A Woman's Guide to Understanding IUDs
Also available in Spanish
Is This Choice Right for You?
Each woman has unique birth control needs. To decide which method is best for you, get the facts and think about what matters most to you. This booklet gives you key facts about IUDs (intrauterine devices, also known as intrauterine contraception). It also includes a framework to help you decide whether IUDs are a good choice for you. At the end are some useful Web sites that can tell you more about this contraceptive method.
How IUDs Work
In the United States, women can use either of two types of IUD: one contains copper (Copper T 380A, brand name Paragard®), and the other contains the hormone levonorgestrel (LNG, brand name Mirena®). How do they work? A health care provider (HCP), such as a doctor, nurse practitioner, physician assistant, or midwife, inserts the device into the uterus (womb). It is a quick and safe procedure with little discomfort. Both products prevent pregnancy mostly by keeping a womanís egg and a manís sperm from meeting. Copper disrupts sperm movement. The hormone helps block sperm from getting into the uterus. Both products also may make it harder for an egg to reach or attach to the uterus.
"I didn't know much about intrauterine contraception before I started looking for a new birth control method. I found that IUDs had a lot of features I wanted ó and women almost never get pregnant with one in place."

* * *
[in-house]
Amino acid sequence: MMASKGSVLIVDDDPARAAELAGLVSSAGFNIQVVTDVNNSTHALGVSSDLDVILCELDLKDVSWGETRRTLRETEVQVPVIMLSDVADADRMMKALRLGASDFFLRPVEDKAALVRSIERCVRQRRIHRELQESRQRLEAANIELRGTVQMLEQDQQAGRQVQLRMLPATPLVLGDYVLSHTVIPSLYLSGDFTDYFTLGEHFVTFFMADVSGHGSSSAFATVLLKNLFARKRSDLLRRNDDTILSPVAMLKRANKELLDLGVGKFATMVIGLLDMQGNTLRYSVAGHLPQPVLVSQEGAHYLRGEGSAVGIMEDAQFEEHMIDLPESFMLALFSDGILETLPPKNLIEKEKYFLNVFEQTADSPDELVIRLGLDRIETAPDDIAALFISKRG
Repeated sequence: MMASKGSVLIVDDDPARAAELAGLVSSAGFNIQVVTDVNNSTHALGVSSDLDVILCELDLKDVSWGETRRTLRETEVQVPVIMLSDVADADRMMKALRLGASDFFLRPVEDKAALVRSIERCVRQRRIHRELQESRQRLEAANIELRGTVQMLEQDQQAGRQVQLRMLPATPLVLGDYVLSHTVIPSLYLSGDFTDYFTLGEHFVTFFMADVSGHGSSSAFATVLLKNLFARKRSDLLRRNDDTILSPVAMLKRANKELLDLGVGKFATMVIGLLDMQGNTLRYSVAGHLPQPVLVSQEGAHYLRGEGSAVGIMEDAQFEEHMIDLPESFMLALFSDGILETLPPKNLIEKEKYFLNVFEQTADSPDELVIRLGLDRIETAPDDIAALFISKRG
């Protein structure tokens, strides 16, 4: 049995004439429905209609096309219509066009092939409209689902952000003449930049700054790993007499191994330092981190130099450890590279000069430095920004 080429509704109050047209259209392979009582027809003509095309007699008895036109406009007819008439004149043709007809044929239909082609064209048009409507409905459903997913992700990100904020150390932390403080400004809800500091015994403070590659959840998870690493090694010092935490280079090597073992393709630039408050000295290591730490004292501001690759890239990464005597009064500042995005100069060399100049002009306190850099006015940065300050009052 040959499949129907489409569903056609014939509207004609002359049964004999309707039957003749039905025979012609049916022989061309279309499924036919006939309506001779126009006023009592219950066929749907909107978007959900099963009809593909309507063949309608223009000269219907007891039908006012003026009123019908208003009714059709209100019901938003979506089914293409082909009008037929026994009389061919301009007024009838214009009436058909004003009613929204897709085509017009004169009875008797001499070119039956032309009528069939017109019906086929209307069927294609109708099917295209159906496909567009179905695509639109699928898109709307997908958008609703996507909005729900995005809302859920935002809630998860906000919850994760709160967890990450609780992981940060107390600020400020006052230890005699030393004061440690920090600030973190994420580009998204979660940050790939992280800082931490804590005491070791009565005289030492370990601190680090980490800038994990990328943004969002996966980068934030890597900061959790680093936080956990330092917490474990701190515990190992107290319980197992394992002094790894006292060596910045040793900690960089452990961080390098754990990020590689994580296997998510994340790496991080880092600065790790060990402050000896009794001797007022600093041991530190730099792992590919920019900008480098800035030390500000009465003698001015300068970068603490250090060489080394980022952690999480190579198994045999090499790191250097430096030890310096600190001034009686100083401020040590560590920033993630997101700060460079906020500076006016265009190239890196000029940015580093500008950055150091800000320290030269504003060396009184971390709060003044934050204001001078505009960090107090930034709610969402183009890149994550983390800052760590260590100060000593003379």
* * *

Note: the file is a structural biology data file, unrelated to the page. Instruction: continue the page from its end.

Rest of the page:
- Jennifer, Salinas, CA
IUD Facts You Should KnowÖ
IUDs Are Highly Effective Birth Control
No birth control method is foolproof ó except not having sex at all. But IUDs work even better than other very effective types of birth control.
||Maybe 1 woman, most likely no one|
|Contraceptive Injection (DepoProvera®
"My partner and I are very happy with my IUD. Thereís nothing we have to do, and it gives us peace of mind knowing how well it works."
- Carly, Benson, TX
IUDs Are Very Safe for Most Women
Almost all women can use IUDs safely, including nursing mothers. Some women who should not have an IUD inserted are those who currently have a sexually transmitted infection (STI), are allergic to copper or the hormone LNG, donít have a normal-shaped uterus (womb), or have cervical or endometrial cancer. Your HCP will check for these and other problems before putting in an IUD. As soon as an IUD is taken out, your normal fertility will return. You could become pregnant right away.
Serious Problems with IUDs Are Rare
|Uterus (womb) is punctured while IUD is being placed.
||Less than 1
||If this occurs, the HCP will remove the IUD, and you will need to choose another birth control method. The wound almost always heals itself.|
|Pelvic infection occurs within 30 days of IUD placement.
||Less than 1
||Risk increases for women who have STIs (infections passed on through sex, such as gonorrhea). Risk for STI increases when you or your partner has sex with others without using a condom.|
|IUD slips from its placement spot or falls out of the uterus.
||1-7 (during first year)
||When an IUD falls out, the user may become pregnant. The device never moves from the uterus to other major organs.|
IUDs Are Easy to Use